It seems to have been that setting, though far less wild and romantic than that of Dunstanburgh which he had just visited, which unlocked Turner's genius. He made four watercolours of Norham from more or less the same angle and at the same time of day — just as the sun rose above the bluff on the English side and flashed into the artist's eyes.
His drawings still have the stylised accou- trements that were as obligatory in the pic- turesque genre as they were in Scott's romances: cows standing in the river, a boat crossing, smoke rising from a tumbledown bothy. But, progressively through the water- colours and the pencil sketches that accom- pany them in this show, the subject changes — it's the dazzling light, the iridescence of the moisture-laden sky which excite the painter, not the figurative pokerwork.
Those studies made Turner financially secure as well. `Norham Castle on the Tweed, Summer's Morn' was worked up and shown at the Royal Academy in 1798 and subsequently marketed as an engraving and ever after, as the organiser of the exhi- bition, David Hill, explains in his accompa- nying book Turner in the North (Yale, £29.95), he always had more commissions than he could execute. Indeed, the artist himself acknowledged his debt: whenever his travels took him past the place subse- quently, he'd tip his hat to the ruin.
Although the Norham series inevitably dominates all Turner's work of that period, there are plenty of pictures to discover at Harewood. Those of the Adam mansion and its decrepit 14th-century castle, made on his return journey, aren't as striking but they do show an authority in the handling of the scudding clouds and the distant moors that was missing in the earlier Lon- don work.
The influence of Thomas Girtin and J.R. Cozens still looms over the framing of the relatively unknown study of Harewood Castle (from a private collection) and the shading of the light across the wall; the rev- elations of Norham have not yet been fully absorbed. And the views of Ullswater, Richmond or Sleaford seem routine, as though the obligation to make a correct record comes between artist and subject.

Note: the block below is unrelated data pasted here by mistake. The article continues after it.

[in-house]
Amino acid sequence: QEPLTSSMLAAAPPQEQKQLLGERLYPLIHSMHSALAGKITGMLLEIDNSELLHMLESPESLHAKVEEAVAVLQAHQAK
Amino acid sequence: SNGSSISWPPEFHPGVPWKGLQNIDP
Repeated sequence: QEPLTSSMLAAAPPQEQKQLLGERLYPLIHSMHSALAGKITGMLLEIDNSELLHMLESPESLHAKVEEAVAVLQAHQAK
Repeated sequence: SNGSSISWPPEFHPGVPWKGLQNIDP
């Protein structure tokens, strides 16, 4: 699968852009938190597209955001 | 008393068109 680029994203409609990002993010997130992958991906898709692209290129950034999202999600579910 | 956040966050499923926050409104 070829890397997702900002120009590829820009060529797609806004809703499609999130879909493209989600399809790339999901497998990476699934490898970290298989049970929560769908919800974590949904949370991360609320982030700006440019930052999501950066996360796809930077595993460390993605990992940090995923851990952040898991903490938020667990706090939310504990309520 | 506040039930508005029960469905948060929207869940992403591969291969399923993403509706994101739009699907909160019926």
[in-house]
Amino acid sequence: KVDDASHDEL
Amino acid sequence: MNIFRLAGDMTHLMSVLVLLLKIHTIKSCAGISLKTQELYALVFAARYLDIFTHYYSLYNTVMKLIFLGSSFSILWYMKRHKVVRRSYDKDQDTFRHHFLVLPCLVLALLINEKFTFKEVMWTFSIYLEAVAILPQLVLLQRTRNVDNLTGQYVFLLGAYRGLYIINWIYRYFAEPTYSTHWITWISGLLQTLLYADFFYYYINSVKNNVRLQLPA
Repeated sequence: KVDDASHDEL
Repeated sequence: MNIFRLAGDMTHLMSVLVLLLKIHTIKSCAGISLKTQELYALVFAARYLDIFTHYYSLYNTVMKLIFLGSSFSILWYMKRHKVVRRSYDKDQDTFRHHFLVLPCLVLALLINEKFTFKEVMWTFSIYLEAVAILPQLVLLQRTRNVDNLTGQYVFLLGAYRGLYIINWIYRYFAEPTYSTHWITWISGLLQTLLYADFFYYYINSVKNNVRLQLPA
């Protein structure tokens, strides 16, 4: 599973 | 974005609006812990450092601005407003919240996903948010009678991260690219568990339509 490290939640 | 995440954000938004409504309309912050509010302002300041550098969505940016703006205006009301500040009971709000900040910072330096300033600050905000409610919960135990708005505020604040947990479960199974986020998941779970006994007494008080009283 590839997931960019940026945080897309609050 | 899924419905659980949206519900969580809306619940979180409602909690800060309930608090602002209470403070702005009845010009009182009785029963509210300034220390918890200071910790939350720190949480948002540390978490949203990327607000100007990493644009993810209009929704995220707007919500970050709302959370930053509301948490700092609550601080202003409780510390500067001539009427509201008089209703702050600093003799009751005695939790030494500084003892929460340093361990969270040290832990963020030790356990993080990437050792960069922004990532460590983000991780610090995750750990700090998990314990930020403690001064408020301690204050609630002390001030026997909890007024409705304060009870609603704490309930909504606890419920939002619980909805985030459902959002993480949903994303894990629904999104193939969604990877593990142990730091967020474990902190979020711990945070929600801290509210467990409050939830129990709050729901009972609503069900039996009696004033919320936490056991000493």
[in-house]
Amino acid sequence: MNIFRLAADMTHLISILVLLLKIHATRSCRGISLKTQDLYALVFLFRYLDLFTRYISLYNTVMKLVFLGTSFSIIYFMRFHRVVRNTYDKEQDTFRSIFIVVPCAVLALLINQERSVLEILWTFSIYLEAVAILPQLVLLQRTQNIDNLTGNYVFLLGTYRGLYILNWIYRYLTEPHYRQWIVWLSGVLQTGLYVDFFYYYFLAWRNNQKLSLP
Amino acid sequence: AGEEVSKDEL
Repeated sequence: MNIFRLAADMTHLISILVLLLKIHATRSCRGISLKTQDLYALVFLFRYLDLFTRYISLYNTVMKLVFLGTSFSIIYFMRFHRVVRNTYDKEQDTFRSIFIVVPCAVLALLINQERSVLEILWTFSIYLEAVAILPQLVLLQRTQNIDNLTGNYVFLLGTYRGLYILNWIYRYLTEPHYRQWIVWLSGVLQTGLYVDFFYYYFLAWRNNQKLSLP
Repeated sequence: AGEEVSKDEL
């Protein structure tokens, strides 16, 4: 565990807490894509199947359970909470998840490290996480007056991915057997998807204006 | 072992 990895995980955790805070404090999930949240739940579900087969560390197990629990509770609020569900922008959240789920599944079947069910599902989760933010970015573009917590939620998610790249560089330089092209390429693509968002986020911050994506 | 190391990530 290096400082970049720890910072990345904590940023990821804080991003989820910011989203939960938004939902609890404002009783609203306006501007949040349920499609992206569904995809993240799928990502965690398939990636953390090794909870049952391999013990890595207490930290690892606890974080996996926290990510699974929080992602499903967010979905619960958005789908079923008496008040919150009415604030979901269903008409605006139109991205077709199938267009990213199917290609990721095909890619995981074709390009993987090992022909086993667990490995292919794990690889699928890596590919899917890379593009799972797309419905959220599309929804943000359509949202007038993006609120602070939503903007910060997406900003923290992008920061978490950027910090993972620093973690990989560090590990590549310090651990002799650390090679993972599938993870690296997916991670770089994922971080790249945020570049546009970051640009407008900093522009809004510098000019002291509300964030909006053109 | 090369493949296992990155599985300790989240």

But Harewood caps London by mingling some of the family's own key oils with the drawings and, most of all, by the addition of two of Turner's preparatory 'colour- beginnings' of Bamburgh Castle. These sketches were done 40 years after his visit to try out colour harmonies and back-light- ing for a big watercolour of the great coastal fortress.
That picture, described at the time as `one of the finest water-colour [sic] draw- ings in the world', has since disappeared into the vaults of an American millionaire, but these dabs of dazzling colour, almost abstract but just hinting at a ghostly outline of the battlements, are ample compensa- tion. Empowered by that first sunburst at Norham, they build on the artist's subse- quent mastery of revolutionary technique — sponging out the washes, abrading the paper to produce jewel-like highlights — to celebrate his enduring obsession with imposing substance on impermanence; an obsession that began with this first expo- sure to the north.